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This is my good friend.  She likes “sour” beer.

Well, after filling up the empty suitcase with lots of books, we departed from the conference and headed to St. Cloud for the night.

Why did we drive to St. Cloud?

  1. I’ve never been there.
  2. It would get us a little closer to home, for a shorter drive the next day.
  3. There was a Traditional Latin Mass being celebrated at St. John Cantius.

And that was that.  In all, it was a fun little get-away.

 

Motherhood & Parenting

A Day of Not Yelling?

Today is Tuesday, and I have not yelled at my children at all.  So far.  Yes, I know it’s 6am, and they’re not up yet, but hey, I’ve got to start somewhere, right?

Last week I was listening to a great show on the Sin of Wrath, and it got me thinking that I should schedule a Day of Not Yelling.  And that’s today.  So, I came up with some tips for this special day.

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My son drew a picture of me yelling.  Flattering, no?

4 Tips For Not Yelling at Your Children:

  1. Begin the day with prayer.  Beg for the grace to be meek and patient.  For God will certainly provide opportunities to practice these virtues.  (Ugh.)  And we will need Him desperately.
  2. Drink lots of coffee.  After all, when I’m tired, I cannot think clearly, and so I yell more.  Therefore, if I drink an extra cup of coffee, I’ll should be very awake, and the day might go more smoothly.  (Just kidding, of course.)
  3. Make the decision to just not yell.  (Not kidding about this one.)  I’m just not going to do it.  Period.  (If you’re anything like me, this will take a lot of self-control.  And grace.  And prayer.  See Tip #1.)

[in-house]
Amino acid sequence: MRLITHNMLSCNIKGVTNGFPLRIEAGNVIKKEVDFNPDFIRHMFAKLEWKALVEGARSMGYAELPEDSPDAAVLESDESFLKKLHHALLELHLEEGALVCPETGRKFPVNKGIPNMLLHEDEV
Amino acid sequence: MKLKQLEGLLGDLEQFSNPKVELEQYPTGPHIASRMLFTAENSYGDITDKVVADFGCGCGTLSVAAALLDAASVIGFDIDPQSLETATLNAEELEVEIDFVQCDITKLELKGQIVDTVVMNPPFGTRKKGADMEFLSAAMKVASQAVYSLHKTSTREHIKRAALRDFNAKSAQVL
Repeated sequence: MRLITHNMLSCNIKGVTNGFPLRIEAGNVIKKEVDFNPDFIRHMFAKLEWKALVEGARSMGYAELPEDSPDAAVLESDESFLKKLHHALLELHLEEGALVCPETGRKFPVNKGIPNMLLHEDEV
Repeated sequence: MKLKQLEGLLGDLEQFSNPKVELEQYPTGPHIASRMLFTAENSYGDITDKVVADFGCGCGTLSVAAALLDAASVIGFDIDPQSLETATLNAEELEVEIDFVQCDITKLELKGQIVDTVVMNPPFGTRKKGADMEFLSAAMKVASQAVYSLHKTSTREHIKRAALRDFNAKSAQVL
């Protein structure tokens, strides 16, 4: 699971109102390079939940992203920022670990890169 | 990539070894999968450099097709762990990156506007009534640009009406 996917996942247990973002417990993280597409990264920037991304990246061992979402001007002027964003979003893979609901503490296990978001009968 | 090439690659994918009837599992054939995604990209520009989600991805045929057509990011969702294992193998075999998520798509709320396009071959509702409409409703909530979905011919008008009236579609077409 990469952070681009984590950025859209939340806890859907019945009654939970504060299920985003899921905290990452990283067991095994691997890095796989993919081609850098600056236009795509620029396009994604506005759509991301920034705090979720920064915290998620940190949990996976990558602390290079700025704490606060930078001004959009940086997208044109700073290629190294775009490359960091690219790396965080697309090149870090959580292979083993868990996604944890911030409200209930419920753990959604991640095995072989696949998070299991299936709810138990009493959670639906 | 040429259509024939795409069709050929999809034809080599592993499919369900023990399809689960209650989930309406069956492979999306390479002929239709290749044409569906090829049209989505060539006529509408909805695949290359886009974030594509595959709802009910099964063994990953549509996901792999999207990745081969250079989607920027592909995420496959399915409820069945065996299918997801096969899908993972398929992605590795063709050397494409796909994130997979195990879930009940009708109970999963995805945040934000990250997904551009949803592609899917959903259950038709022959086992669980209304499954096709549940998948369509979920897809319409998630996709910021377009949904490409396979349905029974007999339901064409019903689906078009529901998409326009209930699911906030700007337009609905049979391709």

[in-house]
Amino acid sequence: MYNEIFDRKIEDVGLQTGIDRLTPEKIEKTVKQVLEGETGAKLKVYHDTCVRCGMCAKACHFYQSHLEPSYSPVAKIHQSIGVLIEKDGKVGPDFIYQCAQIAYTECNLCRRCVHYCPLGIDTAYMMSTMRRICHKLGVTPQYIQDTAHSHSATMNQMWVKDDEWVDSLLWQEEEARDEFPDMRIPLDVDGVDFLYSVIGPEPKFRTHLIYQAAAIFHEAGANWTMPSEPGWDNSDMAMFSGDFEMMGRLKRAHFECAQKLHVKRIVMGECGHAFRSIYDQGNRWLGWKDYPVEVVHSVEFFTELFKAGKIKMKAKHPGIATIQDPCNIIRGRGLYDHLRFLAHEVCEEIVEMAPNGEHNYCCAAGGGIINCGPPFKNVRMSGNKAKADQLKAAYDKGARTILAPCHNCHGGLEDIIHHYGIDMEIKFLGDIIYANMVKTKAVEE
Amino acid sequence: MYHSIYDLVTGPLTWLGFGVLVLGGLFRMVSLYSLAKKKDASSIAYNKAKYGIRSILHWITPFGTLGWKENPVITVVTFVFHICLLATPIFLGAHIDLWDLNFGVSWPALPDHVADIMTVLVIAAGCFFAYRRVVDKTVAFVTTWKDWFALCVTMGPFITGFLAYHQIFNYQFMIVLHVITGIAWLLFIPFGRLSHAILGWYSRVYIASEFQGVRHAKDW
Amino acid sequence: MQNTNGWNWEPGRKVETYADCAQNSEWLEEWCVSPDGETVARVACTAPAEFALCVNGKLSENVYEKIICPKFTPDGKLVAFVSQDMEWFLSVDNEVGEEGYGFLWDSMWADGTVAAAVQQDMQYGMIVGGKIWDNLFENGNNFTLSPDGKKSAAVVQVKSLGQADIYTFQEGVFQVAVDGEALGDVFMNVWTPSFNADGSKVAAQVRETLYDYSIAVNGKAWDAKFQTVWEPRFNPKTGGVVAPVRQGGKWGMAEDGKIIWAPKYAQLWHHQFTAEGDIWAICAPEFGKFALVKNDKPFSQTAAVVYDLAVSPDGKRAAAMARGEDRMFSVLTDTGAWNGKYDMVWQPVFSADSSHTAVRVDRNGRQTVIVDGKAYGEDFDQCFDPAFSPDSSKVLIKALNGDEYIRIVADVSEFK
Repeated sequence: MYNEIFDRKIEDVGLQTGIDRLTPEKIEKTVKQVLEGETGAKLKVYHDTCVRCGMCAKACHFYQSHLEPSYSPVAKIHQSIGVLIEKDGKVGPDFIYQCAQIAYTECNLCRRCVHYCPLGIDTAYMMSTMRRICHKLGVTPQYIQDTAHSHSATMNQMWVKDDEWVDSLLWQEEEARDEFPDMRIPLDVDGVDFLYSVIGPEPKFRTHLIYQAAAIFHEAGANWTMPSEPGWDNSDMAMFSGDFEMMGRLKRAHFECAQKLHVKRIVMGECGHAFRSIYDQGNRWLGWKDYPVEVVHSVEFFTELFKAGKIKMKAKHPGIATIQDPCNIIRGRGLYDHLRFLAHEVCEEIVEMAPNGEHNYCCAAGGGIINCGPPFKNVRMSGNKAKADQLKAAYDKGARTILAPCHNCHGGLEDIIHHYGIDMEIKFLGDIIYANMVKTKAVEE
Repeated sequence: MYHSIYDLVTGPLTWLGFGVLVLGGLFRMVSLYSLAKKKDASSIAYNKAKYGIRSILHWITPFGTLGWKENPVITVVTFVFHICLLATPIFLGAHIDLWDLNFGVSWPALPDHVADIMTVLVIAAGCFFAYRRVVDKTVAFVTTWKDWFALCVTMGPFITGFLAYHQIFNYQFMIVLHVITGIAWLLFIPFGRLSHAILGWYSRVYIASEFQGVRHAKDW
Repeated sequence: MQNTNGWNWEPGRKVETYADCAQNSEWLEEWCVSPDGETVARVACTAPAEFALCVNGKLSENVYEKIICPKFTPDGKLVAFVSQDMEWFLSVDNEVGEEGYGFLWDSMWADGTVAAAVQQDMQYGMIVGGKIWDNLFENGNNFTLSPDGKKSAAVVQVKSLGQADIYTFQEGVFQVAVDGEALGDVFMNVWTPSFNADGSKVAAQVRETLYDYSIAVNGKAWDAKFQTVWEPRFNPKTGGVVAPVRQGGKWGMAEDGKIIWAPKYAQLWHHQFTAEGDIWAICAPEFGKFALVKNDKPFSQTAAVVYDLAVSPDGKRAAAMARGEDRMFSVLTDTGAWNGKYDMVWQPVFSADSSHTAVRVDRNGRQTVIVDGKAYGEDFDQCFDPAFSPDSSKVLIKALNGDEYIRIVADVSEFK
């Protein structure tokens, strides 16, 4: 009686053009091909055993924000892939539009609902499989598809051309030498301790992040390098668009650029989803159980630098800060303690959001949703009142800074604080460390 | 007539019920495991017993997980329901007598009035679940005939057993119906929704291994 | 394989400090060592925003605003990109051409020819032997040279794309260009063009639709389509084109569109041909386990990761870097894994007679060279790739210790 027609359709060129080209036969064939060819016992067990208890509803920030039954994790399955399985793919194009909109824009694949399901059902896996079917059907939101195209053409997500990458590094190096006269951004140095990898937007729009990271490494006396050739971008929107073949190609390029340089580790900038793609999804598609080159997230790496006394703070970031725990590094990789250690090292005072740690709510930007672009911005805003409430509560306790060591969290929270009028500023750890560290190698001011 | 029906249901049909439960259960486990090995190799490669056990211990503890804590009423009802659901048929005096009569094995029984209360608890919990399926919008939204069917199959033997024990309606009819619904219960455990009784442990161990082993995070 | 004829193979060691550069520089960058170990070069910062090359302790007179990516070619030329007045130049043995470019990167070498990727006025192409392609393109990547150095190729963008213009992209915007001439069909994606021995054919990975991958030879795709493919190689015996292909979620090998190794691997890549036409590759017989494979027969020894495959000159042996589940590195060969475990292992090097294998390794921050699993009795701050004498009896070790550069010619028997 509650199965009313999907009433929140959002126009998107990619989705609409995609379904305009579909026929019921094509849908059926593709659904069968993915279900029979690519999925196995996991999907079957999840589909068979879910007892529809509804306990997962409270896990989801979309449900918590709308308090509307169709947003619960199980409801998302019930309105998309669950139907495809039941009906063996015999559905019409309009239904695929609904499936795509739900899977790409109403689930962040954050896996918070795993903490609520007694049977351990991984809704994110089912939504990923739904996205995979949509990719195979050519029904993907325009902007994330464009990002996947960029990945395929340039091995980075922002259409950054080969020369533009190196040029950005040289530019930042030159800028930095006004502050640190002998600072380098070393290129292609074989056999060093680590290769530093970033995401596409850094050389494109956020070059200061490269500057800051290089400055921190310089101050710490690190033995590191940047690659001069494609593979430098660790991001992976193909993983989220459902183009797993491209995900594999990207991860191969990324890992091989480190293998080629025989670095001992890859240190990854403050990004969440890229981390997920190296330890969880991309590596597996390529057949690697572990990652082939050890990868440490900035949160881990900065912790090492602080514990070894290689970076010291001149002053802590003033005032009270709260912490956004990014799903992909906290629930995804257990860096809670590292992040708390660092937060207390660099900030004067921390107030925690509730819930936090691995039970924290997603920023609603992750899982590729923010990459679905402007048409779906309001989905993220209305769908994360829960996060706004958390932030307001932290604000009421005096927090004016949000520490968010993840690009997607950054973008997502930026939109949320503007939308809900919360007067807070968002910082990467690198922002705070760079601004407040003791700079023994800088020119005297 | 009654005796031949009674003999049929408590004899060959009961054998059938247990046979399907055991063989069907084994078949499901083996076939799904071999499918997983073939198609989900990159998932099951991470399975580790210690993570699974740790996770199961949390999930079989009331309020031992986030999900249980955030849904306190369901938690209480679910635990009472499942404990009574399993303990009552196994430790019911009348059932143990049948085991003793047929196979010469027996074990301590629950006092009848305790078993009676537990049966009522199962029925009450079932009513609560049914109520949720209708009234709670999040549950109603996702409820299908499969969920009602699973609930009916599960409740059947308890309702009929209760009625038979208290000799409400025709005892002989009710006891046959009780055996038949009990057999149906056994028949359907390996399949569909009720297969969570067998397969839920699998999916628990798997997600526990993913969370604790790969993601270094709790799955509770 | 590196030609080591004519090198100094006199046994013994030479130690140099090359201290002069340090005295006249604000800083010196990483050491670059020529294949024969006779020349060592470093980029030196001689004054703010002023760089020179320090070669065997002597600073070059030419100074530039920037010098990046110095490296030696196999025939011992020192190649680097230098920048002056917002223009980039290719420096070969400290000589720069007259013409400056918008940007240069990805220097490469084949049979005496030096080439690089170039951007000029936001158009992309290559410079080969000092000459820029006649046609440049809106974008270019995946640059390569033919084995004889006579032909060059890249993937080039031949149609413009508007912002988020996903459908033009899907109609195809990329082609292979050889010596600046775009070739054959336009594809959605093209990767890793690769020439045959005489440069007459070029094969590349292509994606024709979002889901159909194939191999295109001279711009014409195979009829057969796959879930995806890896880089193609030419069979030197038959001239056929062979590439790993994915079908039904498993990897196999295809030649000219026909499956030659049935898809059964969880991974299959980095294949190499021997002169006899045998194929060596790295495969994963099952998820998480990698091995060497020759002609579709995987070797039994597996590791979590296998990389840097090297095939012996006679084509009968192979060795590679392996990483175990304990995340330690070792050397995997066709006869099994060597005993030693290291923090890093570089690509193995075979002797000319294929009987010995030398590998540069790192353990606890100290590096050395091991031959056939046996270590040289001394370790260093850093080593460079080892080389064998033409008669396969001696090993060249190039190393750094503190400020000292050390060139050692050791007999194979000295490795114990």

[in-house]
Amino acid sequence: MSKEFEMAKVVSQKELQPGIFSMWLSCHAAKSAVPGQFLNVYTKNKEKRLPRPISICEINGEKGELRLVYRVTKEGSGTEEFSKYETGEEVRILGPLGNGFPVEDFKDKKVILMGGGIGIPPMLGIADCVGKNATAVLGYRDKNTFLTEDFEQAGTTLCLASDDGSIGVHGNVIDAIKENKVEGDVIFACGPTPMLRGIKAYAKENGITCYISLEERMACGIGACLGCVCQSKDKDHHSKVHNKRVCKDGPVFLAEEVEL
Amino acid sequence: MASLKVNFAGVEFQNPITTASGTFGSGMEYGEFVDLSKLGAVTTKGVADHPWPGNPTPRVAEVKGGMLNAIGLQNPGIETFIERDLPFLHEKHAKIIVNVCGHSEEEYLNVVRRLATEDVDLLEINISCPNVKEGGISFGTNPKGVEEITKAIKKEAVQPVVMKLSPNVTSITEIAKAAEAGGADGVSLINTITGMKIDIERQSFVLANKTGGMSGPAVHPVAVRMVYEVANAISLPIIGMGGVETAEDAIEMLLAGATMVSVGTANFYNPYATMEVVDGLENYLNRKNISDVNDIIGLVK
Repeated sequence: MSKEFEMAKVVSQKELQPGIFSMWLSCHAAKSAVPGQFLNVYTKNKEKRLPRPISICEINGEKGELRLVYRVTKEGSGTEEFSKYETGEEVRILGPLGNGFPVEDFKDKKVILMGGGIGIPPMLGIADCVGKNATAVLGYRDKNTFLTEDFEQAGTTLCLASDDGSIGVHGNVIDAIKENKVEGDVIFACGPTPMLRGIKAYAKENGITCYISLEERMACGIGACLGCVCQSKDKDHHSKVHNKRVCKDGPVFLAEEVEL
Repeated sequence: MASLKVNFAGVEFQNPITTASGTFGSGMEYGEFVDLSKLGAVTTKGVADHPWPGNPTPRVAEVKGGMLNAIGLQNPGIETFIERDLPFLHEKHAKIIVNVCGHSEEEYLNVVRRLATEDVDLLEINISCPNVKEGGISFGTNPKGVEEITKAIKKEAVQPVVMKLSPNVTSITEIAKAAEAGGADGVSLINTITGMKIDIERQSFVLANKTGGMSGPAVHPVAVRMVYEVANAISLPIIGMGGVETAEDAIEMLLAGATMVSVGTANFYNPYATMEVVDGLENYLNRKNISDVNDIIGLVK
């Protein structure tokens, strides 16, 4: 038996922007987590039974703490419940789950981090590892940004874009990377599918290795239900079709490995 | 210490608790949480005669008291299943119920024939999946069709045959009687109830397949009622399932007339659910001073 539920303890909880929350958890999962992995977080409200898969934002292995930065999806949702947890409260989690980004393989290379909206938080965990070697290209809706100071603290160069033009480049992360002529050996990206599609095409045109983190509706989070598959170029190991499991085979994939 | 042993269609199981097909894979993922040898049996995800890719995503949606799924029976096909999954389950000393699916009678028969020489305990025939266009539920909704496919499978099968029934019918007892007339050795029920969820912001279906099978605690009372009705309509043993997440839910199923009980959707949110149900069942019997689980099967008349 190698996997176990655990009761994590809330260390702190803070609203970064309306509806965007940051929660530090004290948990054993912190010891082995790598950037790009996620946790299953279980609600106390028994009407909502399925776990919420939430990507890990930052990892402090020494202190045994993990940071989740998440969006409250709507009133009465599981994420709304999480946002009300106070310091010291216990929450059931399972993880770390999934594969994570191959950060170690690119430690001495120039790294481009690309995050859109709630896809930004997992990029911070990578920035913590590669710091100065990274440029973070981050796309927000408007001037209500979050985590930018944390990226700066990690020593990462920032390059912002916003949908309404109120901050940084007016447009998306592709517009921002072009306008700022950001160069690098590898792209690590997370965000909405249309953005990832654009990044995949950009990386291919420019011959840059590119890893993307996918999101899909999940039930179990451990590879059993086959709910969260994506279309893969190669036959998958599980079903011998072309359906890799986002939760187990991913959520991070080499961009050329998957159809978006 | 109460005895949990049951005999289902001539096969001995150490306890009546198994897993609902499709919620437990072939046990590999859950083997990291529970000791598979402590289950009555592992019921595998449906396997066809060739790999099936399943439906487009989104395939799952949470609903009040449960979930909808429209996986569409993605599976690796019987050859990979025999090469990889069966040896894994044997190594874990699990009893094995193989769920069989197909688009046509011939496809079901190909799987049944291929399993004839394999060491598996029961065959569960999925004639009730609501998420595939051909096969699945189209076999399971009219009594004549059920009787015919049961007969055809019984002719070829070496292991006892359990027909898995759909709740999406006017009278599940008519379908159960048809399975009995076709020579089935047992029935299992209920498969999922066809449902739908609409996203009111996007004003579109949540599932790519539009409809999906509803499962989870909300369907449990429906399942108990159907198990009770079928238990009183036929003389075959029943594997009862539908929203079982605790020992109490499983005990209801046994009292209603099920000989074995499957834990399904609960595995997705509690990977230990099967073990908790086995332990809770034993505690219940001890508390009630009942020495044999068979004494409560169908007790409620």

4. Let the consequences speak, not my loud rantings.  In the case of discipline, I agree with Dr. Ray Guarendi, actions really do speak louder than words.

 

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My other son drew this.  He says to note the baby in the background in his diaper tearing books off the shelf.  Can anyone relate to that?

 

Let me give an example of when I actually practiced the above-mentioned Tips.

Last week the three girls were happily playing house together in a fort they had made.  But then, Brother #1, obviously bored, rushed in and ransacked the thing.  Of course Sister #1 immediately jumped off the top bunk, ran after him, and tackled him.  She then held him down, while Sister #2 bit him, right on his bottom.

The result?  Complete Mayhem.  Crying.  Screaming.  And laughing.  (Brother #3 thought the whole thing was all very funny, especially the biting part.)

Well, I had a choice.  I could angrily yell and lecture away about any number of things – the inconsiderateness of destroying other people’s things, the irrationality of tackling and hitting siblings, or the inappropriateness of biting.  But they weren’t going to listen.  It would only be a waste of breath and time.  Besides, they already know that these things are wrong anyway.

Therefore, I knew it would be better to calmly hand out consequences, which I miraculously did in that moment.  So all those involved received one hour of Black Out.*  And you know what?  I felt pretty good about it all, even if they didn’t.

Conclusion

I’ve noticed that every time I do handle things calmly, I always feel better.  When I don’t handle things calmly, I feel terribly and struggle with black thoughts of what a terrible mother I am.

I’d like to say that I handle stressful situations at all times with grace and dignity, but that would be a big, fat lie.  Hence today’s Day of Not Yelling.  So I need to work on this.  How about you?

 

*Black Out:  A disciplinary action involving time spent on a bed with nothing.  No toys, books, or talking.  Just nothing.  It’s really boring.  And I find it effective.  I got the idea from Dr. Ray Guarendi.  Click HERE for his website that contains more ideas that your children will not like.